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Hoodia gordonii

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Scientific Name

Hoodia gordonii (Masson) Sweet ex Decne

Common Names

Hoodia

Synonyms

Stapelia gordonii (basionym), Hoodia barklyi, Hoodia burkei, Hoodia longispina, Ceropegia gordonii

Scientific Classification

Family: Apocynaceae
Subfamily: Asclepiadoideae
Tribe: Stapeliae
Genus: Hoodia

Description

Hoodia gordonii is a leafless, spiny, succulent plant, similar to a cactus. In the early stages only one stem is produced but at a later stage the plant produces clusters of green upright stems. They are grayish-green to pale brown, cylindrical, up to 3.3 feet (1 m) tall and up to 2 inches (5 cm) in diameter. The flowers are saucer-shaped, 5-lobed, up to 3 inches (7.5 cm) in diameter, pale straw, pale purple to dark maroon and normally borne in early spring.

Photo via articlehost.info

Hardiness

USDA hardiness zones 10a to 11b: from 30 °F (−1.1 °C) to 50 °F (+10 °C).

How to Grow and Care

Stapeliads are relatively easy to grow. They should be treated as an outdoor plant as they will easily rot indoors and cannot flower without exposure to outdoor temperature fluctuations. They should be grown under cover so that watering can be controlled. Stapeliads require a reasonable amount of sunlight to promote flowering and maintain a well shaped plant. Very shady positions will produce very poor flowering.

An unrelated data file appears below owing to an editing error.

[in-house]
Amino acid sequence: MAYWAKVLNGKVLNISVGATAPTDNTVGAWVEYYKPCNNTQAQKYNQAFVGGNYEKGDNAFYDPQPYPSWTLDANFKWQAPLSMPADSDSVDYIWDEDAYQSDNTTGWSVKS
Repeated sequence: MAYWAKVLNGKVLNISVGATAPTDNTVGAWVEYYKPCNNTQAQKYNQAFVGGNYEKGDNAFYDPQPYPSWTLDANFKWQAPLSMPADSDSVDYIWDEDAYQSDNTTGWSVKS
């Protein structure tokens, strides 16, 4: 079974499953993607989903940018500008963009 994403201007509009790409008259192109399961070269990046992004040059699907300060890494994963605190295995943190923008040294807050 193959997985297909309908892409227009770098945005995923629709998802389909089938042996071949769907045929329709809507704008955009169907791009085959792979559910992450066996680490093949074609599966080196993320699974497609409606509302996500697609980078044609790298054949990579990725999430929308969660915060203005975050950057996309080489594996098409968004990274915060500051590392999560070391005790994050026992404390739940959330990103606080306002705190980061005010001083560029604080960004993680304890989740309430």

These plants come from climates where they survive extremely high temperatures in the summer months, so most growth is in spring and fall, with flowering in fall when the weather starts to cool down. In growing season, water in moderation when needed, making sure soil is fairly dried out between waterings. Do not water between late fall and early spring.

The easiest and best way to propagate Stapeliads is from stem cuttings which can be taken virtually throughout the year. Seed is also a method of propagation.

Learn more at How to Grow and Care for Stapeliads.

Origin

Hoodia gordonii grows naturally in a very wide area of the Kalahari desert in South Africa and Namibia. It is also found in the deserts of Botswana and Angola.

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